If you own a home that comes with a chimney, it is important for you to thoroughly clean it every once in a while or use chimney sweep services. This means that you might come across bees that have taken up some space. While bees can be intimidating, it is necessary that you get rid of them to prevent further infestation. Let’s take a look into how you can get rid of bees in your chimney.
While bees can be both annoying and frightening, you should know that they are beneficial to the environment. The overall population of bees is already in a decline and the world is trying its best to conserve them. This is why you should keep in mind several important considerations that will ensure the safety of the bees as well.
First things first, in some states, bees may be protected by law. As mentioned earlier, bees are an important part of our ecosystem that pollinate vegetation and produce honey. As a result of pollination, humans can enjoy plant-based foods.
Therefore, if bees were to disappear, you can forget many foods such as apples, vanilla, and almonds. If your state has some stringent laws protecting the bees, you may need to consult an expert before removing bees. At the same time, you should make sure that you conform to the law, which can otherwise lead you straight to legal troubles.
Even if the state does not protect the bees, you can still hire a professional who can help relocate them. You can also find a nearby beekeeper who can do it for you.
Bees Can Cause Fire Hazard
If you ignore the bees, they will soon colonize your chimney, which can turn into a serious fire hazard. You should know that bees produce both beeswax and honey that are flammable. If a fire breaks out, it can grow quickly and cause permanent damage to your house.
On the other hand, if the hive is active, you would not want to create panic as they can attach and sting several times. This is why you need to be careful and practice patience as it can take some time.
Bees Usually Colonize In The Summer
Bees are the most active during summertime and spring. They are most likely to colonize during the pollinating or mating season. In addition to that, bees can colonize fairly quickly as well. You might have observed several bees outside your chimney but if you were to take a look inside, there are probably going to be hundreds of them.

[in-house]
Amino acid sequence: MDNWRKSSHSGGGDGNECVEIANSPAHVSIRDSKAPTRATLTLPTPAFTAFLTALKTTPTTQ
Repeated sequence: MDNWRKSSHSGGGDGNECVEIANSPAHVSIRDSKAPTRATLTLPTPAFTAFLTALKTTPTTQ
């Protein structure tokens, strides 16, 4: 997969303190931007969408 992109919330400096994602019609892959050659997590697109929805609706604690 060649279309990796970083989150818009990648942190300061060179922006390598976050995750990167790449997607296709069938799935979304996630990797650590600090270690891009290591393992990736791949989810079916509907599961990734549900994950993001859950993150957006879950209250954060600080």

Steps To For Removing Bees From Chimney
- To remove bees from your chimney, you should first close it to prevent more bees from entering. Use a plastic bag to close the entrance and the chimney damper so that the bees in the flue do not enter the firebox.
- Then, check the chimney for cracks that could act as an entrance for bees. You will need to make sure that the bees are removed from the cracks before you can fix them.
- In most cases, the bees enter or begin colonizing at the top of the chimney. If the chimney has been ignored for several years, the structure might be compromised allowing bees and other living beings to take accommodation.
- Once the chimney has been fixed, you can use a chimney cap or top-sealing damper to prevent further infestations in the future.
- Consult with a professional bee removing or a chimney cleaning company.
- Once you have closed the chimney and prevented further bees from entering, you should call a professional bee-removing service to get rid of the bees. These bee removal services are familiar with the local rules and regulations, which ensures that bees are not harmed during the process.
- Furthermore, using pesticides or any other flammable material is not suggested as they can pose a fire hazard as well. Therefore, let the professionals handle the job.
- After successfully removing the beehive, you should get your chimney thoroughly cleaned to remove any other creatures that might be living inside. Otherwise, your chimney will not be safe to function.
In the end, removing a beehive from your chimney is a tricky and time-consuming task. Make sure that you maintain it and hire chimney cleaning services Ellicott City and other experts to prevent infestations later down the road. This way, you will keep serious threats such as fire hazards to a minimum.